When Indians voted in parliamentary elections earlier this year, they did more than just elect a government. They also participated in the birth of India as a Hindu nation with a state to match.
India was established in 1947 as a pluralist nation, home to people of many religions, sects, and ethnicities. The country’s constitution provides no special claim over the state or its territory to any one of them—including the Hindus, who make up roughly 80 percent of the population. Moreover, Hindus themselves are hardly a monolith: they differ in the languages they speak, the beliefs they hold, the deities they worship, and the rituals and customs that shape their lives. As a result, Hindus have historically not thought of themselves as a single community or nation.
But to judge from the results of the election, the pluralist idea of India is receding into the past. At the polls, 44 percent of Hindus—a larger proportion than ever before—voted for the ruling Bharatiya Janata Party (BJP), which seeks to transform India into a Hindu nation. According to public opinion surveys conducted between 2016 and 2018 by researchers at the Centre for the Study of Developing Societies and Azim Premji University, a majority of Hindus, including those who vote for other parties, now profess support for some of the BJP’s most important Hindu nationalist positions. This was also the first Indian election in which no major political party challenged the BJP’s position that India’s Hindu majority constitutes a single community that can rightfully claim ownership of the nation. Today, the basic struggle in Indian politics is not over whether Hindus and Hinduism should enjoy privileged status but over the precise legal and constitutional forms that privilege will take.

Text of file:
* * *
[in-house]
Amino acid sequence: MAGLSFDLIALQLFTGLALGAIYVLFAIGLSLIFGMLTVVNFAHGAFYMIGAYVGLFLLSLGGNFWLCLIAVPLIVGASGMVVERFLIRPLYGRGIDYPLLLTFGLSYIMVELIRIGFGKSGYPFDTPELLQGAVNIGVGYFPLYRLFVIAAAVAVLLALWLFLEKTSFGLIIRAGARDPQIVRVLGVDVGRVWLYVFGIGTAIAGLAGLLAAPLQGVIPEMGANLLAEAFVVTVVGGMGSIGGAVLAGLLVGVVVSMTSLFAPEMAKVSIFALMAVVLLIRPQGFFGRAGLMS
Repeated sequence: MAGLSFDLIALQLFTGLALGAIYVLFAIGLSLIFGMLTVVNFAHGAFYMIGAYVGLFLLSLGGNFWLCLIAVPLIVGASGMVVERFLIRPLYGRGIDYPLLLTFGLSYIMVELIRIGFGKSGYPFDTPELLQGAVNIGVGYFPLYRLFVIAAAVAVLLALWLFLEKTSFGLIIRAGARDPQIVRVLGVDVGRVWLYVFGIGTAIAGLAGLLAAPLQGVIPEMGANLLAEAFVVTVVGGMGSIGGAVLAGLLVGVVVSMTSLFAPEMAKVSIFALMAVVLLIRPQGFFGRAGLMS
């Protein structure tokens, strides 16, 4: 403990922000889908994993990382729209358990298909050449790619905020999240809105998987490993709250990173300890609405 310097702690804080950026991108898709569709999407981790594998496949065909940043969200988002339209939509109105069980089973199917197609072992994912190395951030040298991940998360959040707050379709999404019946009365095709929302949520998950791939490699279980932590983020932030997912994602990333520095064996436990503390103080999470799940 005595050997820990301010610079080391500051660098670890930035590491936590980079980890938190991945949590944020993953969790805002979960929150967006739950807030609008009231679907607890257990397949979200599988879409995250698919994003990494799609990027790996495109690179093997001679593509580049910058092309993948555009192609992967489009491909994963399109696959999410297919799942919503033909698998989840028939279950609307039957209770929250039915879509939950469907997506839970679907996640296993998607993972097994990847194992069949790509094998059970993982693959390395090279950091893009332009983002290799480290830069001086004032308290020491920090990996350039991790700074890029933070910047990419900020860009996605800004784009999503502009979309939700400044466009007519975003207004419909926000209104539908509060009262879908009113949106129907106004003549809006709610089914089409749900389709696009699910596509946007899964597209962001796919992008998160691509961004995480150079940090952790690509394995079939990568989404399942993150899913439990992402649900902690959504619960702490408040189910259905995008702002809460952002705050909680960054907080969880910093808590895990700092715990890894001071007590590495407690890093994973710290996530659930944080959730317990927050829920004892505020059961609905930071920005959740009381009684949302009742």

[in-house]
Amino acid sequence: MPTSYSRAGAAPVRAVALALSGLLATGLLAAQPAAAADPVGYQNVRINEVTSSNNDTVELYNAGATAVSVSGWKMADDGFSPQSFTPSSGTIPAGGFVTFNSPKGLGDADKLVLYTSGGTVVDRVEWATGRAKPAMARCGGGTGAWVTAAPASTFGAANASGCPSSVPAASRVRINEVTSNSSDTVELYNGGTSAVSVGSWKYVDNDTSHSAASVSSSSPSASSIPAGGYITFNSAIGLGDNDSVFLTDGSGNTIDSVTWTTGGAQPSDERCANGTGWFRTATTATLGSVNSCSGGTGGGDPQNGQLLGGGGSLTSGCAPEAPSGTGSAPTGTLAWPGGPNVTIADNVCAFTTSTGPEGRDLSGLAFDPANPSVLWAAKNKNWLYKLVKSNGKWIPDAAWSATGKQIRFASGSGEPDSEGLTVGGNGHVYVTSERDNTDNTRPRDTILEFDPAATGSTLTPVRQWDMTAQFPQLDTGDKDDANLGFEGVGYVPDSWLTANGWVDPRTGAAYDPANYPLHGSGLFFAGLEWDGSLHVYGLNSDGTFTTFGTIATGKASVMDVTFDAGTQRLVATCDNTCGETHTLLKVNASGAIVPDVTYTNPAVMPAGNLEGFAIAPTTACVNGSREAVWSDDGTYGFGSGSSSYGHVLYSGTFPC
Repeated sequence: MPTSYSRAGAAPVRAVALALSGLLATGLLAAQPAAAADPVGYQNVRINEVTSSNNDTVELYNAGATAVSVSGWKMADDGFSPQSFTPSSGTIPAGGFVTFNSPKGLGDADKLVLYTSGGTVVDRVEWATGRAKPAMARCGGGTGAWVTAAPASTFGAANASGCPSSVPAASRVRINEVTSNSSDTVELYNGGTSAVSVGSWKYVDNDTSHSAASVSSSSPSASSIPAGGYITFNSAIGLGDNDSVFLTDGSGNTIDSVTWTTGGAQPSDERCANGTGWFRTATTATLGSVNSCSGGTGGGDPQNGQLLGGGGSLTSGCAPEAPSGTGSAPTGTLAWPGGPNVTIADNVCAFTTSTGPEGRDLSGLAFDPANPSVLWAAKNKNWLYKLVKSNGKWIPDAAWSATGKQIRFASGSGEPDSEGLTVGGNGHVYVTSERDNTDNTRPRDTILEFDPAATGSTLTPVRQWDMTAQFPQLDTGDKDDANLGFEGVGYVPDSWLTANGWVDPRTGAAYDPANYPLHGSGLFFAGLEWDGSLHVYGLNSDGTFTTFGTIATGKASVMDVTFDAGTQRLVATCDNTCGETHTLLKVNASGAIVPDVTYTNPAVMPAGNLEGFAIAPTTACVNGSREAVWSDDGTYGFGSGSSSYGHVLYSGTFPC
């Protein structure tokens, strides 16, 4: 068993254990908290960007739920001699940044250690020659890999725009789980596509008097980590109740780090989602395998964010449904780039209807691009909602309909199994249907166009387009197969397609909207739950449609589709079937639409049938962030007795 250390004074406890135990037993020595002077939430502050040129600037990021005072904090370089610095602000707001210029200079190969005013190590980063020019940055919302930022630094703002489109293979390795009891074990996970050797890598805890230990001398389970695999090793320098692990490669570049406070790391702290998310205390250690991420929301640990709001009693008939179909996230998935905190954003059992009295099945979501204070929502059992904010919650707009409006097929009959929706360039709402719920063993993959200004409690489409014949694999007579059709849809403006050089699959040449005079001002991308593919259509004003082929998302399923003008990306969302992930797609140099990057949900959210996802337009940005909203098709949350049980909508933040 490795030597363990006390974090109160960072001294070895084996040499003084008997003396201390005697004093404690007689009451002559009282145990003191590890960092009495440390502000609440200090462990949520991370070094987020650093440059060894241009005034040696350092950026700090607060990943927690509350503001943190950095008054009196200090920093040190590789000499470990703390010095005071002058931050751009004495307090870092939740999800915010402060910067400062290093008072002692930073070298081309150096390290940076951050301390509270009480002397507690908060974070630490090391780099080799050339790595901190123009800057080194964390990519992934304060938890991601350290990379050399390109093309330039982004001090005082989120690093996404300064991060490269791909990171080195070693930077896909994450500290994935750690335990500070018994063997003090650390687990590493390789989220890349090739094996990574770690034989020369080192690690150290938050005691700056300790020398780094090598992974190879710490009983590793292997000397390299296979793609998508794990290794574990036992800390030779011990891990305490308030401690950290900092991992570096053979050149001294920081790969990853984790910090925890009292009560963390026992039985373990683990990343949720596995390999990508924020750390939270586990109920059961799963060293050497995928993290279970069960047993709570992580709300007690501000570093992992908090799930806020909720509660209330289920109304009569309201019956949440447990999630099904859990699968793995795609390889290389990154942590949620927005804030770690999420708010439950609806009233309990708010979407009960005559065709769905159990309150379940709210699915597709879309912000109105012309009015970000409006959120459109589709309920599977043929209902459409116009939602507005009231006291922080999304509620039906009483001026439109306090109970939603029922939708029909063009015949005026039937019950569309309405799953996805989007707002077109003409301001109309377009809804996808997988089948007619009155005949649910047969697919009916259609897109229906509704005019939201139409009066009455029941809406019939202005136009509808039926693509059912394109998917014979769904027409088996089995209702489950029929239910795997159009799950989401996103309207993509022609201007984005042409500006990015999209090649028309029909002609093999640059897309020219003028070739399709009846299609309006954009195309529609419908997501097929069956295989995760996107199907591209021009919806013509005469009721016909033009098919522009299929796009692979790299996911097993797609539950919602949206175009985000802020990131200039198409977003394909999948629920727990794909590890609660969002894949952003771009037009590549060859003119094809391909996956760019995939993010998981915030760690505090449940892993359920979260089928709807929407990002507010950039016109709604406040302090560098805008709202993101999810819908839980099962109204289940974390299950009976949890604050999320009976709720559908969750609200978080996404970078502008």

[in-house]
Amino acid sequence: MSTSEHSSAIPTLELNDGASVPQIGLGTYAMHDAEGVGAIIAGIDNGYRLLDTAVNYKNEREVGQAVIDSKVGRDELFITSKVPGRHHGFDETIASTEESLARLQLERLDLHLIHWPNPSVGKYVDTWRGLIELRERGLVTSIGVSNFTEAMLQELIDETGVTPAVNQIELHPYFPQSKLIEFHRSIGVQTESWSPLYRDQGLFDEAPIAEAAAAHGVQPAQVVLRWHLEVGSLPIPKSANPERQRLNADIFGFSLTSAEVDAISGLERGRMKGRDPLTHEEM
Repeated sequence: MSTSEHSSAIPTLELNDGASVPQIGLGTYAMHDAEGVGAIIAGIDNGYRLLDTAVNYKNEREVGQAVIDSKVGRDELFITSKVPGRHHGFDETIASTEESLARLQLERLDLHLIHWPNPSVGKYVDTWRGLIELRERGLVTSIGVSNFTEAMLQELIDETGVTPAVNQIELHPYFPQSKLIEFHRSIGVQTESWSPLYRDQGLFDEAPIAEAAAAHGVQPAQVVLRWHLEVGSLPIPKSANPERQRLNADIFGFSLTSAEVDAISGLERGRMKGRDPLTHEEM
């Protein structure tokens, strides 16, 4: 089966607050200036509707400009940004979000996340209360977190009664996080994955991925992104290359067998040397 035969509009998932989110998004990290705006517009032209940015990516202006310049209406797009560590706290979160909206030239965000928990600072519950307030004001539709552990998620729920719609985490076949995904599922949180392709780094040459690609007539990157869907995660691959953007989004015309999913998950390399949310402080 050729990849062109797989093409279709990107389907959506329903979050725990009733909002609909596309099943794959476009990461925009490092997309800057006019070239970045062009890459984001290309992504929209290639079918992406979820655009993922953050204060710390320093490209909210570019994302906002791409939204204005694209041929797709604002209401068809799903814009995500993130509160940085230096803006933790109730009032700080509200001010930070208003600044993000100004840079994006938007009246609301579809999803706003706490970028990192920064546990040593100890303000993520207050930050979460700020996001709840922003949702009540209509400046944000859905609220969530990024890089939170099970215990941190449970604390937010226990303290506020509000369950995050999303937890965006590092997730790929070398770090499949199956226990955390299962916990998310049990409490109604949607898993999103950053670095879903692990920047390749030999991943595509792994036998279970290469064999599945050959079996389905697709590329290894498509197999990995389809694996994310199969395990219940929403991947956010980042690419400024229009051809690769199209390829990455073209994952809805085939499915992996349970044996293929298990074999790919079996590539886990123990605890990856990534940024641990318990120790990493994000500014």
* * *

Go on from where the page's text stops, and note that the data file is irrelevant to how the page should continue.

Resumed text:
The government of Prime Minister Narendra Modi has lost no time in trying to enshrine that status in law. Bills designed to further the BJP’s Hindu nationalist agenda—changes that once would have produced fierce debate—have already been enacted
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